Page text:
As more millennials enter adulthood, apartment owners and operators keep trying to understand and satisfy the sprawling group’s housing preferences.
But that’s an impractical pursuit, according to one demographics and housing expert who says the term “millennial” includes such a broad and diverse population that it doesn’t hold much meaning. Take Mark Zuckerburg and the 16-year-old daughter of John Burns, the demographics and housing expert. Both Zuckerburg, Facebook CEO and a 32-year-old working father, and the high school junior are considered millennials – but that’s about all they have in common.
“We act like they’re making the same choices … but they’re not,” Burns, CEO of John Burns Real Estate Consulting, said at the National Multifamily Housing Council research conference in Plano, Texas this month.
The housing industry would do well to ditch the existing generational definitions, Burns said, and instead examine housing preferences of populations by the decade in which they were born.
Generational Relationships with Housing
Those new definitions make it easier to find commonalities among groups of people, Burns said. And they make each generational segment roughly the same size. There were between 40 million and 44 million people born in each decade since the 1950s, Burns said.
People born in the same decade generally undergo common experiences that shape worldviews. And they enter different life stages at roughly the same time. In his research, Burns determined that there are four big external factors – government policies, economic conditions, technological advancements and societal shifts – that influence behavior. Internally, behaviors are influenced by which of the five main life stages – childhood, early career, family formation, late career and retirement – a person is in. These factors make it easier to gain answers to housing demand questions, he said.
As an example, Burns pointed to current young adult sentiment, noting the group is “scared of debt” because of the Great Recession. They want to own a house, but do not want the debt, Burns said. As such, they show a higher tendency to rent or live with family.
In contrast, older generations were “unique” and “got out of [their parents’] house as soon as they could,” Burns said.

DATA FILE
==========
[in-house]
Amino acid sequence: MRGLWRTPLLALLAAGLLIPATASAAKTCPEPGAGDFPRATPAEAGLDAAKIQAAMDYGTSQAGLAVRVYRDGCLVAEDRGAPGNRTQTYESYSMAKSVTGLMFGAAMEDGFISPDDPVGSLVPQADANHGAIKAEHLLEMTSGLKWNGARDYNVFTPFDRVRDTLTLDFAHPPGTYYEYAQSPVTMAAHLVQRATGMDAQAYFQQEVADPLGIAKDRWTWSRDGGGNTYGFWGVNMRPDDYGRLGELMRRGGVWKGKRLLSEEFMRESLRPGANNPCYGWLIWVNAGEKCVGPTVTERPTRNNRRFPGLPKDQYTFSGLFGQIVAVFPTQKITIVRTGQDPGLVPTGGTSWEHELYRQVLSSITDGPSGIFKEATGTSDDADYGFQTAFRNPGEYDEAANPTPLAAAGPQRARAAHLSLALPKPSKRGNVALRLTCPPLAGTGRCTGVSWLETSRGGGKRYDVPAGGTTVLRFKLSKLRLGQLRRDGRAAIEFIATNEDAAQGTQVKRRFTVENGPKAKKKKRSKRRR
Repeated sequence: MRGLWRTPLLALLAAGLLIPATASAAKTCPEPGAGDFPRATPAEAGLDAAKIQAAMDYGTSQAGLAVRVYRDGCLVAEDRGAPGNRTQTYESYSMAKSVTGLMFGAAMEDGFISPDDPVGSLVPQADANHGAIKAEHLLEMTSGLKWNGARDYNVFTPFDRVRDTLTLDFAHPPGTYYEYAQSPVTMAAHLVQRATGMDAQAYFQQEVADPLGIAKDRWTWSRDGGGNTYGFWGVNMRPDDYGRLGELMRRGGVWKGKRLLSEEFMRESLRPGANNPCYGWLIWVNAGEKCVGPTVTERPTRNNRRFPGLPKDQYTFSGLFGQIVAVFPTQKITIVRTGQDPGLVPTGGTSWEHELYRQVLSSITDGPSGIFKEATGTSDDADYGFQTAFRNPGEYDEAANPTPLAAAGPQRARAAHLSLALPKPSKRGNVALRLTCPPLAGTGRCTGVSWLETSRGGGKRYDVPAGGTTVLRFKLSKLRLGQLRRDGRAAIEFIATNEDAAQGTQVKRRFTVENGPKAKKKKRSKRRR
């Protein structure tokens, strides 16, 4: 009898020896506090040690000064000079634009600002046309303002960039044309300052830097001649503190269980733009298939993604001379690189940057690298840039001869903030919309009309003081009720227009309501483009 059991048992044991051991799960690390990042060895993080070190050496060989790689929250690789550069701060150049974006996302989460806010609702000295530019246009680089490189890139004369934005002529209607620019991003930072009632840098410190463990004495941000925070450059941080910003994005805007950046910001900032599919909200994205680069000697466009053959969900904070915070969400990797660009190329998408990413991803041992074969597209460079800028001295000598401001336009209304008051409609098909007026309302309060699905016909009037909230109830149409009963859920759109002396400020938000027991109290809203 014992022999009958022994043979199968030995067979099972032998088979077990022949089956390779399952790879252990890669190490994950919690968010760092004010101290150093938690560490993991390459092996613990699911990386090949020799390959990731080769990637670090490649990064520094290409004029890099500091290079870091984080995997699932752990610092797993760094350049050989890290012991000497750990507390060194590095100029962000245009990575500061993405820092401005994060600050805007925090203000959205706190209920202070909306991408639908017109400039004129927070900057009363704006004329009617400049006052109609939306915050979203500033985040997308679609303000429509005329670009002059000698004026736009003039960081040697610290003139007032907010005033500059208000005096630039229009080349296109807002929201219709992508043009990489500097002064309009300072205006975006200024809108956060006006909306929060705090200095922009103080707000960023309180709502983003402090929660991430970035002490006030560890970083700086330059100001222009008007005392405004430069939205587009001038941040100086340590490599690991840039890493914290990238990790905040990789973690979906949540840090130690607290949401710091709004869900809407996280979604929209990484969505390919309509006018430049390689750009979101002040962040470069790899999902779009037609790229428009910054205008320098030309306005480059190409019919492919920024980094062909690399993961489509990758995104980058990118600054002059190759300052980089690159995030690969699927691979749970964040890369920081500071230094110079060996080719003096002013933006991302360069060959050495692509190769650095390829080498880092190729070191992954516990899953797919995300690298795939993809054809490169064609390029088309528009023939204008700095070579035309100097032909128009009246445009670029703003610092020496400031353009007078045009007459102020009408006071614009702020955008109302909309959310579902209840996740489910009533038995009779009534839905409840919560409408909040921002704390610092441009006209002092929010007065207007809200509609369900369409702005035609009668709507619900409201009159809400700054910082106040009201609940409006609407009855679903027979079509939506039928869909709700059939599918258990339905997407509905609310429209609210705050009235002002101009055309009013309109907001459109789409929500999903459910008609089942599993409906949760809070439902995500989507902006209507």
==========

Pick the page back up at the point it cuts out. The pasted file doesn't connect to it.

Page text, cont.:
Renter Profiles and Preferences
Regardless of generation, general trends are seen across the entire renter base. For example, Burns noted, of single-family renters, about 51% have kids and 38% are married. Among multifamily renters, those numbers respectively drop to 30% and 21%.
Options for the single-family renter profile are increasing, with rentals accounting for a growing share of single-family homes in major markets. Burns noted 18 major metros saw the share of rental homes in the single-family market increase by at least 15% from 2005 to 2015. In Las Vegas, Miami and Riverside/San Bernardino, shares jumped by more than 25%.
“The big threat to single-family rentals,” Burns said, “is will everyone want to become homeowners?”
Meanwhile, across all renter groups, the appeal of square footage might be waning.
“I think all generations are transitioning to more stuff being less important,” Burns said, noting people now value experiences over material possessions. “That younger generation, particularly, is perfectly okay without that dining room, if it saves money.”
Opportunities for the Housing Industry
Burns estimates that from 2016 to 2025, a net 12.5 million households should form. Through that period, Burns said, six types of households present the greatest opportunity for the housing industry: young households, senior households, immigrants, homeowners, renters and what Burns called “surban” lifestyle-focused households. In a recent MPF Research webcast, Burns described surban as the trend of “bringing the best of urban to the suburbs.”
“Urban has gotten so great and the suburbs are saying, ‘we want to clean up our downtown, we want some great retail – that takes some rooftops – we’re going to allow some apartments to be built around the corner, and everything’s walkable,’” Burns explained. “I think that’s the big trend, and people totally want that.”
Consensus of that trend was apparent throughout the NMHC event. A session on suburban strength and opportunity highlighted supporting migration patterns and rent growth.